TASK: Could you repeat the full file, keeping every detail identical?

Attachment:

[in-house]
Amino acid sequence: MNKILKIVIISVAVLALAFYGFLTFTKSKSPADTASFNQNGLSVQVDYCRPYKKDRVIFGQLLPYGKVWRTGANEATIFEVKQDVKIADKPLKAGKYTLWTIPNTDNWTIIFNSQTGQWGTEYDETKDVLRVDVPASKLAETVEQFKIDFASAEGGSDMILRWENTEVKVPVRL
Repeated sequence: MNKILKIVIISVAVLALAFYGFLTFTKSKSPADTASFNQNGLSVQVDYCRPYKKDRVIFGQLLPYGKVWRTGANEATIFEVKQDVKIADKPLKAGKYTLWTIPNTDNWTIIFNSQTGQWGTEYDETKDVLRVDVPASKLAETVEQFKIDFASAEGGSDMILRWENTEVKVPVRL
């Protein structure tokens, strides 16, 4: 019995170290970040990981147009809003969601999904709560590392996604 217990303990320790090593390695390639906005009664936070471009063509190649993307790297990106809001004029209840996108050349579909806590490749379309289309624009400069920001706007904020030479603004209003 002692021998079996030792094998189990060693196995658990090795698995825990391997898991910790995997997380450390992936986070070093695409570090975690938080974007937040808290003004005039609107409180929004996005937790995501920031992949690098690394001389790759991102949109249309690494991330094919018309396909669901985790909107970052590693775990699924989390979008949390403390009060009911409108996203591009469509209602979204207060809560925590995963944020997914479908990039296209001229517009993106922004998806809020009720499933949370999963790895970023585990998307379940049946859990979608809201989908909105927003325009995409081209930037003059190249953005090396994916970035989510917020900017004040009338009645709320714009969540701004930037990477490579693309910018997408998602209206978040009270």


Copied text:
[in-house]
Amino acid sequence: MNKILKIVIISVAVLALAFYGFLTFTKSKSPADTASFNQNGLSVQVDYCRPYKKDRVIFGQLLPYGKVWRTGANEATIFEVKQDVKIADKPLKAGKYTLWTIPNTDNWTIIFNSQTGQWGTEYDETKDVLRVDVPASKLAETVEQFKIDFASAEGGSDMILRWENTEVKVPVRL
Repeated sequence: MNKILKIVIISVAVLALAFYGFLTFTKSKSPADTASFNQNGLSVQVDYCRPYKKDRVIFGQLLPYGKVWRTGANEATIFEVKQDVKIADKPLKAGKYTLWTIPNTDNWTIIFNSQTGQWGTEYDETKDVLRVDVPASKLAETVEQFKIDFASAEGGSDMILRWENTEVKVPVRL
């Protein structure tokens, strides 16, 4: 019995170290970040990981147009809003969601999904709560590392996604 217990303990320790090593390695390639906005009664936070471009063509190649993307790297990106809001004029209840996108050349579909806590490749379309289309624009400069920001706007904020030479603004209003 002692021998079996030792094998189990060693196995658990090795698995825990391997898991910790995997997380450390992936986070070093695409570090975690938080974007937040808290003004005039609107409180929004996005937790995501920031992949690098690394001389790759991102949109249309690494991330094919018309396909669901985790909107970052590693775990699924989390979008949390403390009060009911409108996203591009469509209602979204207060809560925590995963944020997914479908990039296209001229517009993106922004998806809020009720499933949370999963790895970023585990998307379940049946859990979608809201989908909105927003325009995409081209930037003059190249953005090396994916970035989510917020900017004040009338009645709320714009969540701004930037990477490579693309910018997408998602209206978040009270």